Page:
The fiscal and monetary policies of the SA government have cushioned this country to a certain extent from the worst repercussions of the worldwide financial crisis. However, in its efforts to deal with the burden of mass unemployment, the government has chosen to follow the path of least resistance rather than to confront the real issue: it has opted to provide taxpayer-funded welfare to the jobless rather than allow individuals to bargain freely with potential employers on wages and conditions of employment. The government has also been prodded toward other welfare policies that are inimical to economic growth.
One consequence of the trend toward increased welfare policies, an obvious result of political pressure from within the ANC’s tripartite alliance, has been to push government consumption expenditure steadily higher as a percentage of GDP. Tax as a percentage of GDP increased from 32.6% in 2001 to 35.9% in 2008. An increase of 3.3% might not look high but translated into money it means an estimated extra R67.8bn taken from taxpayers in 2008 compared to what they would have paid if taxes had remained at 2001 levels. Theoretically, the percentage of GDP taken in taxes could remain static because, as the size of the economy increases, so does the amount taken in taxes.
Taxes have a seriously negative effect on the ability of entrepreneurs to accumulate capital with which to drive economic growth and create jobs. They also redirect expenditure away from the goods and services that wage earners want towards the things that government decides to spend their tax money on. High taxes also act as a deterrent to the attraction of foreign capital and a disincentive to enterprise.
In addition to the visible taxes taken from the people, government also imposes an invisible tax on savers and creditors in the form of money supply inflation. For instance, SA’s notes and coins in circulation increased from R2.04bn in December 1980 to R72.70bn in December 2008, a 3,464% increase in 28 years. One of the consequences of this currency inflation is that the exchange rate of the rand declined from about R1.00 to US$0.77 to its current rate of about R8.50 to US$1.00, a decline that would have been greater if the quantity of US dollars had not also been inflated by 608% during the same period. It is pleasing to note from the latest money supply figures that SA’s rate of currency inflation has moderated.
A new study from Canada’s Fraser Institute shows that the average Canadian family spends nearly half its total income on taxes, more than it spends on food, clothing, and shelter. The Canadian Consumer Tax Index 2009 shows that even though the income of the average Canadian family has increased significantly since 1961, their total tax bill has increased at a much higher rate. In 2008, the average Canadian family earned an income of $71,764 and paid total taxes equalling $31,535 – 43.9 per cent of its income. In 1961, the average Canadian family earned an income of $5,000 and paid $1,675 in total taxes – 33.5 per cent of its income.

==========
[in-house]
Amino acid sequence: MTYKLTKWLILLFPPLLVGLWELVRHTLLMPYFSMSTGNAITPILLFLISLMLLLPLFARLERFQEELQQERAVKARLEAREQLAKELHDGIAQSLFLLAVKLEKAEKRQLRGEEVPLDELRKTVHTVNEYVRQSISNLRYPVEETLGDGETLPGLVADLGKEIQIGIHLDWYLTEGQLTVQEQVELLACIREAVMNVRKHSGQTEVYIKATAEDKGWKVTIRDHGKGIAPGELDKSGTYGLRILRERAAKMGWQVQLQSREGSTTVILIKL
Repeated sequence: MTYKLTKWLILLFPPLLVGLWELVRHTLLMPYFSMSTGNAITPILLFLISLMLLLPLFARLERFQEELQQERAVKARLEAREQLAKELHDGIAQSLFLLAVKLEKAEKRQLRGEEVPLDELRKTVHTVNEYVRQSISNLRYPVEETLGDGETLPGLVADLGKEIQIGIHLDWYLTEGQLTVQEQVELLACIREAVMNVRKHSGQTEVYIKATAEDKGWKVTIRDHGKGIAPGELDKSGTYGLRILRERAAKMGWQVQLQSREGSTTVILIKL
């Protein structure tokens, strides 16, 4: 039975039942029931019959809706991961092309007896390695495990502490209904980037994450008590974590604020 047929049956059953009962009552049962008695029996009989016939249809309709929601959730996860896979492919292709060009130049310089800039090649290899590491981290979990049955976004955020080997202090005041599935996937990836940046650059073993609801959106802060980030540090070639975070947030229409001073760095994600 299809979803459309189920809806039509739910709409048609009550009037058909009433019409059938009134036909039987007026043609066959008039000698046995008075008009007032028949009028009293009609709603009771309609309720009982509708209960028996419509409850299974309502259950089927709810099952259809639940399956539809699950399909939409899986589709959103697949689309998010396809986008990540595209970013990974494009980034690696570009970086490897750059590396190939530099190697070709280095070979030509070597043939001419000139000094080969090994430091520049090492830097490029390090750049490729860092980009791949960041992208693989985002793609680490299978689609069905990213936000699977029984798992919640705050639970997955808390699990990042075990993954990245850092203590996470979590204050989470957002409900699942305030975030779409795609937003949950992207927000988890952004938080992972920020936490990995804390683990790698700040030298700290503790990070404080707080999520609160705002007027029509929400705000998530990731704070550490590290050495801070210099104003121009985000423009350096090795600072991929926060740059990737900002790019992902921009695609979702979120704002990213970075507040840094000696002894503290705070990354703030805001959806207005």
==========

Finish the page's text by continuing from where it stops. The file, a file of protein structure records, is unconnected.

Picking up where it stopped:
“Canadian families have seen their total tax bill increase by an astounding 1,783 per cent over the past 47 years,” said Niels Veldhuis, the study’s co-author and the Institute’s director of fiscal studies.
Canada’s Tax Freedom Day is calculated to fall on about 10 June this year. The concept of Tax Freedom Day was developed to illustrate how much of the calendar year members of an average family spend in working to pay their taxes and how much time they have left in which to earn income to cover all their other family expenses, and, if at all possible, to save a little money. The study shows that Canadian families are, year-by-year, losing more of their hard-earned money to taxes. Last year, SA’s Tax Freedom Day fell on 12 May. The announcement of the 2009 Tax Freedom Day is therefore imminent.
Creeping taxation and the notion that citizens are mere tax-cattle has become pervasive worldwide. There is likely to be a backlash and politicians will do well to heed the signs. Governments could function at much lower cost. Core functions of government, such as defence, law courts, policing, and foreign relations cost a surprisingly low 10% to 12% of GDP, the greater part of the rest of expenditure is dispensable. In times of economic crisis, such as we are currently experiencing, governments should consider drastically reducing the tax burden on their citizens to allow savings to accumulate and capital investment to occur.
Far from being a crisis of capitalism or free markets, the current world crisis is a consequence of excessive government expenditure and fiat money creation. People switch from saving to spending when they believe that government is devaluing their money by currency inflation. They also switch from solid investment in the production of goods and services to speculation, a tendency that increases when individuals conclude that they are being excessively taxed.
Moderation and prudence on the part of governments are the answers to financial crises, recessions, and depressions. Wild currency inflation will not overcome the problems resulting from previous currency inflation. Our government has been a model of prudence by comparison with the governments of SA’s major trading partners. The incoming government would do well to pursue a similar course, perhaps becoming even more prudent rather than less, by, for instance, providing the rand with 100% gold backing.
Author: Eustace Davie is a director of the Free Market Foundation. This article may be republished without prior consent but with acknowledgement to the author. The views expressed in the article are the author's and are not necessarily shared by the members of the Foundation.
FMF Feature Article / 28 April 2009